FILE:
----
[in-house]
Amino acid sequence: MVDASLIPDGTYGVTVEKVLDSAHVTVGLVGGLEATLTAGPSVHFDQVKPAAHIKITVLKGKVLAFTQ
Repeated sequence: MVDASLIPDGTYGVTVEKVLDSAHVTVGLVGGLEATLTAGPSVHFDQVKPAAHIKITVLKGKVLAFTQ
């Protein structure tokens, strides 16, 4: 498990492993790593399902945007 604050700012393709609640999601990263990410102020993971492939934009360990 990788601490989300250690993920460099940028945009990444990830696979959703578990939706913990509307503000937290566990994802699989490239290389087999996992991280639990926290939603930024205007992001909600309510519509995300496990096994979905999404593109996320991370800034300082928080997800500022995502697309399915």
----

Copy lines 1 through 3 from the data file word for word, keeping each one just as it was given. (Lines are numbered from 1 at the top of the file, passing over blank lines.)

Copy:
[in-house]
Amino acid sequence: MVDASLIPDGTYGVTVEKVLDSAHVTVGLVGGLEATLTAGPSVHFDQVKPAAHIKITVLKGKVLAFTQ
Repeated sequence: MVDASLIPDGTYGVTVEKVLDSAHVTVGLVGGLEATLTAGPSVHFDQVKPAAHIKITVLKGKVLAFTQ